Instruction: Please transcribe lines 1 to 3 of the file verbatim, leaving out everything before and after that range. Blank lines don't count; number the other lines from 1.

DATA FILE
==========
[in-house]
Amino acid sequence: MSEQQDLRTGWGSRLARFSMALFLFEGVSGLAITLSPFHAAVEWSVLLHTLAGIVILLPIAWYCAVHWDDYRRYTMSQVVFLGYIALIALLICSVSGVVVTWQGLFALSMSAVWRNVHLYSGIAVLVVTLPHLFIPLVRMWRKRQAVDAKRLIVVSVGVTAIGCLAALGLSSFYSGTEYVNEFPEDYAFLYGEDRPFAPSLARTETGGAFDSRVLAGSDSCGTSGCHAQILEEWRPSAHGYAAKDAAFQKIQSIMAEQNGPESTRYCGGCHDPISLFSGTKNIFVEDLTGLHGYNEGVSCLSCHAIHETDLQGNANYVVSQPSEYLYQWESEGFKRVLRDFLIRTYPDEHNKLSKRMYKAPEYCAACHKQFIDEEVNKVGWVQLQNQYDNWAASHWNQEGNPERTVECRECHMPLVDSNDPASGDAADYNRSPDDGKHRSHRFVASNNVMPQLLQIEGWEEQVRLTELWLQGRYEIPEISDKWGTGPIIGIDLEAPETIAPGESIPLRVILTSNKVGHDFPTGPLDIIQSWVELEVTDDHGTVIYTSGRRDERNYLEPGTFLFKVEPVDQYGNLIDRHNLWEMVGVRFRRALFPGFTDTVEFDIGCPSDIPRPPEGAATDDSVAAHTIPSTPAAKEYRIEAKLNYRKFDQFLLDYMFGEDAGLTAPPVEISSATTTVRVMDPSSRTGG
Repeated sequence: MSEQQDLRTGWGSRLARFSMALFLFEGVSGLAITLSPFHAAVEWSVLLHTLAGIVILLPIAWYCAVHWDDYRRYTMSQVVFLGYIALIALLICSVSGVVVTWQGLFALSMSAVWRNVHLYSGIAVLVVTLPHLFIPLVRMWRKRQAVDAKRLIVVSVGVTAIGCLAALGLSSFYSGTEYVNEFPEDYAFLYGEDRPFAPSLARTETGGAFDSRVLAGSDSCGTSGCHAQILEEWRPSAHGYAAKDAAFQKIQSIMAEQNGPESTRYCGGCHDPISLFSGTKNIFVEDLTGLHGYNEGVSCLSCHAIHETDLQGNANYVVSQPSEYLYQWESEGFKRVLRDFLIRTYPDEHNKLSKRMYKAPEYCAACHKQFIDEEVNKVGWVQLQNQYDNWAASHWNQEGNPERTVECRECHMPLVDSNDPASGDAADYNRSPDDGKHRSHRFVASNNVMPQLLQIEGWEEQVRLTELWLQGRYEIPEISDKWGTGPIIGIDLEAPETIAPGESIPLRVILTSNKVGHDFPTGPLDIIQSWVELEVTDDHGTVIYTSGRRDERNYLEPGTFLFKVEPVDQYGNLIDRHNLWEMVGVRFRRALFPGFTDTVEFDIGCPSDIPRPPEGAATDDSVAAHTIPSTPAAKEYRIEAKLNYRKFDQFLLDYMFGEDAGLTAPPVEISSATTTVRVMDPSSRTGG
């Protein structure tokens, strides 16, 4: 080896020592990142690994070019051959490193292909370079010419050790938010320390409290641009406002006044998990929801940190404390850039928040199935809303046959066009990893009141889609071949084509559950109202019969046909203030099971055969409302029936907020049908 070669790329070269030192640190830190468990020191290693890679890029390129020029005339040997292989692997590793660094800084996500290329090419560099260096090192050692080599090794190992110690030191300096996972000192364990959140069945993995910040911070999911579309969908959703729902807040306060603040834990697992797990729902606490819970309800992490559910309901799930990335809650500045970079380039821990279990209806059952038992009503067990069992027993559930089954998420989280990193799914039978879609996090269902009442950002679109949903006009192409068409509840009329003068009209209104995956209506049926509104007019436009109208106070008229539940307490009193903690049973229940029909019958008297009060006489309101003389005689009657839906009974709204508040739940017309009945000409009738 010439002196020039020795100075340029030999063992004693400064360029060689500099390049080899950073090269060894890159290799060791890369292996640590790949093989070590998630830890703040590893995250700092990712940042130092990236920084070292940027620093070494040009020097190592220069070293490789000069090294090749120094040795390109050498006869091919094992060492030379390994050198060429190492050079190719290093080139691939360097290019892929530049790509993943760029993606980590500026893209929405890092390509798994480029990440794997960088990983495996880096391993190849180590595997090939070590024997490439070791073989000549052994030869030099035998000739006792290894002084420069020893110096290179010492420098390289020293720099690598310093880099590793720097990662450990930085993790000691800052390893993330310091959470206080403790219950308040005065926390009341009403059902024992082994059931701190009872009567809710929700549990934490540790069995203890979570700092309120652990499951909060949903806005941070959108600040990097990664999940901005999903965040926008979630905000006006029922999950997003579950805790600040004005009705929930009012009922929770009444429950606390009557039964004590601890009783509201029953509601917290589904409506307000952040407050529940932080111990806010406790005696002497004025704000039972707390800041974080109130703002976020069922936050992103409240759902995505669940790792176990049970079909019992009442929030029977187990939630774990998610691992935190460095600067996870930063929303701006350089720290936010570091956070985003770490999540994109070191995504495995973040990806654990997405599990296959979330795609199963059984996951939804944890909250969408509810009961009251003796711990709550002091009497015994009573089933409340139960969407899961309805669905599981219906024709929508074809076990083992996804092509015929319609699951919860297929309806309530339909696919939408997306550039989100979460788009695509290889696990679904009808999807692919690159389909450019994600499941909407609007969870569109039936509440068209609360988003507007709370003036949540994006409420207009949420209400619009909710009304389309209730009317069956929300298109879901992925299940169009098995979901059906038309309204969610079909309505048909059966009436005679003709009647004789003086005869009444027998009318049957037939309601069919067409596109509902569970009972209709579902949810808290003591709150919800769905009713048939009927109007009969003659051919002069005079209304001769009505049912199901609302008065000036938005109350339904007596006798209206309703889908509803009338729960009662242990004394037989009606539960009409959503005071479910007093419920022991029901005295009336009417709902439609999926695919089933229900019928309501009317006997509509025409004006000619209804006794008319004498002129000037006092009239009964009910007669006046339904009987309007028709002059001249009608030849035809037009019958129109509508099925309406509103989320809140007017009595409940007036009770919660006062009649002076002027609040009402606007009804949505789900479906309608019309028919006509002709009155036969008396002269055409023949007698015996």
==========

[in-house]
Amino acid sequence: MSEQQDLRTGWGSRLARFSMALFLFEGVSGLAITLSPFHAAVEWSVLLHTLAGIVILLPIAWYCAVHWDDYRRYTMSQVVFLGYIALIALLICSVSGVVVTWQGLFALSMSAVWRNVHLYSGIAVLVVTLPHLFIPLVRMWRKRQAVDAKRLIVVSVGVTAIGCLAALGLSSFYSGTEYVNEFPEDYAFLYGEDRPFAPSLARTETGGAFDSRVLAGSDSCGTSGCHAQILEEWRPSAHGYAAKDAAFQKIQSIMAEQNGPESTRYCGGCHDPISLFSGTKNIFVEDLTGLHGYNEGVSCLSCHAIHETDLQGNANYVVSQPSEYLYQWESEGFKRVLRDFLIRTYPDEHNKLSKRMYKAPEYCAACHKQFIDEEVNKVGWVQLQNQYDNWAASHWNQEGNPERTVECRECHMPLVDSNDPASGDAADYNRSPDDGKHRSHRFVASNNVMPQLLQIEGWEEQVRLTELWLQGRYEIPEISDKWGTGPIIGIDLEAPETIAPGESIPLRVILTSNKVGHDFPTGPLDIIQSWVELEVTDDHGTVIYTSGRRDERNYLEPGTFLFKVEPVDQYGNLIDRHNLWEMVGVRFRRALFPGFTDTVEFDIGCPSDIPRPPEGAATDDSVAAHTIPSTPAAKEYRIEAKLNYRKFDQFLLDYMFGEDAGLTAPPVEISSATTTVRVMDPSSRTGG
Repeated sequence: MSEQQDLRTGWGSRLARFSMALFLFEGVSGLAITLSPFHAAVEWSVLLHTLAGIVILLPIAWYCAVHWDDYRRYTMSQVVFLGYIALIALLICSVSGVVVTWQGLFALSMSAVWRNVHLYSGIAVLVVTLPHLFIPLVRMWRKRQAVDAKRLIVVSVGVTAIGCLAALGLSSFYSGTEYVNEFPEDYAFLYGEDRPFAPSLARTETGGAFDSRVLAGSDSCGTSGCHAQILEEWRPSAHGYAAKDAAFQKIQSIMAEQNGPESTRYCGGCHDPISLFSGTKNIFVEDLTGLHGYNEGVSCLSCHAIHETDLQGNANYVVSQPSEYLYQWESEGFKRVLRDFLIRTYPDEHNKLSKRMYKAPEYCAACHKQFIDEEVNKVGWVQLQNQYDNWAASHWNQEGNPERTVECRECHMPLVDSNDPASGDAADYNRSPDDGKHRSHRFVASNNVMPQLLQIEGWEEQVRLTELWLQGRYEIPEISDKWGTGPIIGIDLEAPETIAPGESIPLRVILTSNKVGHDFPTGPLDIIQSWVELEVTDDHGTVIYTSGRRDERNYLEPGTFLFKVEPVDQYGNLIDRHNLWEMVGVRFRRALFPGFTDTVEFDIGCPSDIPRPPEGAATDDSVAAHTIPSTPAAKEYRIEAKLNYRKFDQFLLDYMFGEDAGLTAPPVEISSATTTVRVMDPSSRTGG